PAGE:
After my second consecutive visit to Atlanta’s Dragon*Con, I decided it was time to give my hometown a chance. In Montreal, the closest we have to Dragon*Con is Montreal Comiccon, which was first held in 2006. Dragon*Con is a much older convention – it dates back in 1987, and comprises of multiple large hotels (lobbies, conference rooms, ball rooms), whereas Montreal Comiccon’s primary space is one large convention hall. As a result, the scale of Dragon*Con is far from being matched by Montreal – which means the celebrity guest list is also a bit disappointing, in comparison.
Despite the differences, I attended Montreal Comiccon this year – and in my opinion, it’s worth doing so at least for the costumes. After all, it is still a young event, and it will undoubtedly continue to grow as the years pass. This year, they apparently had more than 20,000 visitors, leading them to book a larger venue for 2012. That’s an impressive visitor count, considering that Dragon*Con itself gets roughly 40,000 visitors – and to do so, they have a lot more rented space, celebrities, and events.
So anyway, given that I enjoyed the costumes, I thought I’d list my favorites from the event. Before I begin, here’s an explanation of what I consider when evaluating a costume:
First, the more realistic the costume looks, the more I like it. If I get a feeling the character being portrayed might actually exist, then that’s a success. To give you an example, I never really liked the Batman movies until I saw Batman Begins. To me, that’s when the character really became respectable and interesting to watch.
Second, the more specific the reference, the less people will recognize it – but the more value it has to those that do. Sure, people might appreciate how cool a costume looks, but will they understand very subtle references? In my mind, I see subtle references as a gamble – those that understand it will have a greater payoff.
And now, the list:
10 Kara Thrace from Battlestar Galactica
As a devout fan of the re-imagined series of Battlestar Galactica, I was pleased to encounter a rendition of Kara Thrace (“Starbuck”) at Montreal Comiccon. Don’t get me wrong – Battlestar Galactica costumes are quite common, and because of that, I’m rarely impressed with them. However, this girl just seemed to be particularly accurate in capturing the essence of Kara Thrace. To get an idea of what I mean, see these photos of Kara. I really like that she used the cards and cigar approach, as I always felt this was the best way to introduce the character. In fact, that’s exactly how they did it in the mini-series.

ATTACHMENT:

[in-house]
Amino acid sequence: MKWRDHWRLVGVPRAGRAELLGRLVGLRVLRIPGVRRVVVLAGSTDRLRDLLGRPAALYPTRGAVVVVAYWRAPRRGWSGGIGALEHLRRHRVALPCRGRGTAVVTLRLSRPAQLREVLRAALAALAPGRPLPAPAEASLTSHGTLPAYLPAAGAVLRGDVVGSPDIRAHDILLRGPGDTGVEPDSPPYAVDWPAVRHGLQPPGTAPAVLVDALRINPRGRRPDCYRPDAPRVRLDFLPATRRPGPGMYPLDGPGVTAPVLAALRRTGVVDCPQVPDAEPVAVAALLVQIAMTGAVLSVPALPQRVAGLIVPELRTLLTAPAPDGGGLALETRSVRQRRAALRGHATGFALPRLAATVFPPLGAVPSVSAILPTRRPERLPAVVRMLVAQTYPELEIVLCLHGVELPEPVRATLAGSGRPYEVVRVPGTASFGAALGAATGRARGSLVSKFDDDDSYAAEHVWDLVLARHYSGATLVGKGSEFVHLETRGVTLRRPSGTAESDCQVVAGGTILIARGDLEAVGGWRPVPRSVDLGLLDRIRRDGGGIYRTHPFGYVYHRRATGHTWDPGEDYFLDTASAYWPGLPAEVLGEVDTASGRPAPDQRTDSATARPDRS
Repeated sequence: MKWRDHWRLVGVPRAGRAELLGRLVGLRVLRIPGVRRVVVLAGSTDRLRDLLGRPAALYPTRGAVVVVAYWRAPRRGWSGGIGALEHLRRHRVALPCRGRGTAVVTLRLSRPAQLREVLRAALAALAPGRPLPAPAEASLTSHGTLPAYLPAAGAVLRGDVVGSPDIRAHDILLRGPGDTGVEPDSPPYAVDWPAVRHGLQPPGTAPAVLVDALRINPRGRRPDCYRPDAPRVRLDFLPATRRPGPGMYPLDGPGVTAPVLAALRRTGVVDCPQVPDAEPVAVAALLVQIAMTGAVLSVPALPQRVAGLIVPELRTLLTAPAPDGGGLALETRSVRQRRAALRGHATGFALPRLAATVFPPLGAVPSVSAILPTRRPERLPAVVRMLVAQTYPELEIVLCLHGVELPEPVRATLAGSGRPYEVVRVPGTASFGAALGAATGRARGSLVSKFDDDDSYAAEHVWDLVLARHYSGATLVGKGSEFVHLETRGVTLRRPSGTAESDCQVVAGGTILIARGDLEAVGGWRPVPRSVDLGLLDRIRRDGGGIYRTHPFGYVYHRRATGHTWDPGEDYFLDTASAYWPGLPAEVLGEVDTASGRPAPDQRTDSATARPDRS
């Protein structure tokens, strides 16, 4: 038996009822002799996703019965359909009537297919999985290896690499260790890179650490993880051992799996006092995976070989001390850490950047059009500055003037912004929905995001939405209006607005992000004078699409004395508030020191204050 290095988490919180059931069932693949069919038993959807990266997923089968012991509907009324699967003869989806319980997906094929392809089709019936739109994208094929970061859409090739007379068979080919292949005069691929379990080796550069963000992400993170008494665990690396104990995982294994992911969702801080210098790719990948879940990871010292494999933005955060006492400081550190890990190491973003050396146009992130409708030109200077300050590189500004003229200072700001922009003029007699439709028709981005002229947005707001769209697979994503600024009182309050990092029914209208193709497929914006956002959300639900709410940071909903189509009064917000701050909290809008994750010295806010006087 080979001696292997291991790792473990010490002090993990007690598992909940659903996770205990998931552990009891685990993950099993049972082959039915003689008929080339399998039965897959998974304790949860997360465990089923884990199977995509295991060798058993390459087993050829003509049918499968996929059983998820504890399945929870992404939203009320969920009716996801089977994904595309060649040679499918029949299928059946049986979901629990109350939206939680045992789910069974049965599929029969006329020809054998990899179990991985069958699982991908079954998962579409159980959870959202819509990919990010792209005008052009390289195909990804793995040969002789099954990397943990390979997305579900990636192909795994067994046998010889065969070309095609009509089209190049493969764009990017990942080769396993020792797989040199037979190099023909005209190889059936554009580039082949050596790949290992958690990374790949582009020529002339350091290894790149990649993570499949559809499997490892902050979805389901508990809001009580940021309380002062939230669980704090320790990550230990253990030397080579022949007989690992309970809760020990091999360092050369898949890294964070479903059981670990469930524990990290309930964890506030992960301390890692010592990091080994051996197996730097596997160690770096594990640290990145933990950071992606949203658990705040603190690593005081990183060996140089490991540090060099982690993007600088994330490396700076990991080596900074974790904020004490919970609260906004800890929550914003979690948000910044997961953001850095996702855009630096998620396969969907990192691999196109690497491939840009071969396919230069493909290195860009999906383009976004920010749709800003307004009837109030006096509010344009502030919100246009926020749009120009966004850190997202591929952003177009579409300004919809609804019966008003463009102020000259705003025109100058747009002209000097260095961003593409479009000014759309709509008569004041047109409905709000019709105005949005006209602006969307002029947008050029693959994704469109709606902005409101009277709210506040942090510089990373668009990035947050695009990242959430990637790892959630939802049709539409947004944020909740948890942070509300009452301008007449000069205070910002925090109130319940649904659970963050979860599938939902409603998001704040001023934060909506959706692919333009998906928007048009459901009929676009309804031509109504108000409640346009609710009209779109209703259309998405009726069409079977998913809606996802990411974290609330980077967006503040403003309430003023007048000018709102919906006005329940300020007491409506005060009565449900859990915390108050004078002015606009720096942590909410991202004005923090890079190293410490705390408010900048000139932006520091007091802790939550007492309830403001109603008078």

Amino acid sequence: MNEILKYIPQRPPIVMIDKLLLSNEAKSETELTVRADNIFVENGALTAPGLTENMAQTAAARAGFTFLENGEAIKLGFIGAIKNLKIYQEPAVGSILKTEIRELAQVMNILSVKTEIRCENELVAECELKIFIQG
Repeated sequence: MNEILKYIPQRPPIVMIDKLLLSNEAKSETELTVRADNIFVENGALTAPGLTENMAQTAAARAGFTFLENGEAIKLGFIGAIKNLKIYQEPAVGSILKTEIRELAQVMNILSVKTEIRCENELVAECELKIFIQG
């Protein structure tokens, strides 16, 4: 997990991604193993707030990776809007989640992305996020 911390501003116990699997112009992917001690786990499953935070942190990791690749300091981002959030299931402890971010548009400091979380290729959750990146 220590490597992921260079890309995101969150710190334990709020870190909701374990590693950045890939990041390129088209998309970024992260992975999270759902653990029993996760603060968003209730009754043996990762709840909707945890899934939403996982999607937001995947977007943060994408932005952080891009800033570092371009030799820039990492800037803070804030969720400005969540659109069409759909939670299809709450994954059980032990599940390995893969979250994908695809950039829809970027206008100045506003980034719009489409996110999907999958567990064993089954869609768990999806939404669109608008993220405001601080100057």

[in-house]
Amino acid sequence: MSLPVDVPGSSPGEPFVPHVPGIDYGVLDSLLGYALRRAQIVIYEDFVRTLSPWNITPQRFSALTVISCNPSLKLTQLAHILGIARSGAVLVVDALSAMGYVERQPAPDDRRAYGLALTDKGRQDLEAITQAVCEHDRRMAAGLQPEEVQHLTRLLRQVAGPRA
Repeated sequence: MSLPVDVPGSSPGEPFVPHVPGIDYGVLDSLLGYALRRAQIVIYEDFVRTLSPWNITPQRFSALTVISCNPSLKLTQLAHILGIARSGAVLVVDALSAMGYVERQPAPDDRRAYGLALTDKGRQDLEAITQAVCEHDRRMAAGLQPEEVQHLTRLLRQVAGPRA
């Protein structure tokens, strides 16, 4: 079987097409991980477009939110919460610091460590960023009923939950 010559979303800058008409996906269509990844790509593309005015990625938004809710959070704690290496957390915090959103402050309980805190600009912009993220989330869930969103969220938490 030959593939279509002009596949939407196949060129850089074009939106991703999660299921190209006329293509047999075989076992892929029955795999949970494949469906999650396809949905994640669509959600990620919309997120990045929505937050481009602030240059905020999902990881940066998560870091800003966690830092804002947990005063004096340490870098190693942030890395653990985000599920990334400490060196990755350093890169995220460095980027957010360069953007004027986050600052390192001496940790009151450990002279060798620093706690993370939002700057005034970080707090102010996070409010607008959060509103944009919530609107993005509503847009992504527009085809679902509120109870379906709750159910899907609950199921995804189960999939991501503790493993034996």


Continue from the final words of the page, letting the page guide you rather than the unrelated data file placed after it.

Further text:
Also, I should probably acknowledge the guy standing behind her in the picture. He’s dressed in the same uniform as Kara, but I can’t tell if he’s trying to be a specific character, or just a generic male Colonial solider. In any case, it’s nice that these two were walking around together – it helps their costumes.
While the dark knight is a common character at conventions, not all costumes are of the same quality. When I went to Dragon*Con 2011 this year, I found one particular Batman that really impressed me – to the point where he made it into my top 10 list. At Montreal Comiccon, I encountered another Batman that I felt ranked higher than most. In this case, however, the Batman had the advantage of having access to the old-style batmobile, which was present at the convention. I’m not certain if he was hired by those showing off the batmobile, but in any case, it made for some cool photos.
8 Poison Ivy
Next we have Poison Ivy, who is one step ahead of Batman (in this case, anyway).
Poison Ivy is depicted as one of the world’s most prominent eco-terrorists. She is obsessed with plants, botany, and environmentalism. She uses toxins from plants and mind controlling pheromones for her criminal activities, which are usually aimed at protecting the natural environment.
This costume doesn’t seem to be based on any image of Poison Ivy, according to the searches I’ve been running. It seems to me that there’s a high level of creativity at work here, and that’s definitely appreciated. I’m also amazed by the fact that she’s wearing such a tight corset… surely that isn’t an easy feat.
7 Lady Sif and Scarecrow
This duo is comprised of one character from the Marvel Comics universe, and another from DC Comics. Sif is from Marvel, and is described as a “warrior and lover of Thor, who spends much of her time worrying about and searching for him, and often accompanies [him] into battle.” Scarecrow, on the other hand, is DC Comics character who is “[a] psychologist [that] uses a variety of drugs and psychological tactics to exploit the fears and phobias of his adversaries.”
Though these two characters are seemingly unrelated to each other, I thought they were both nice costumes.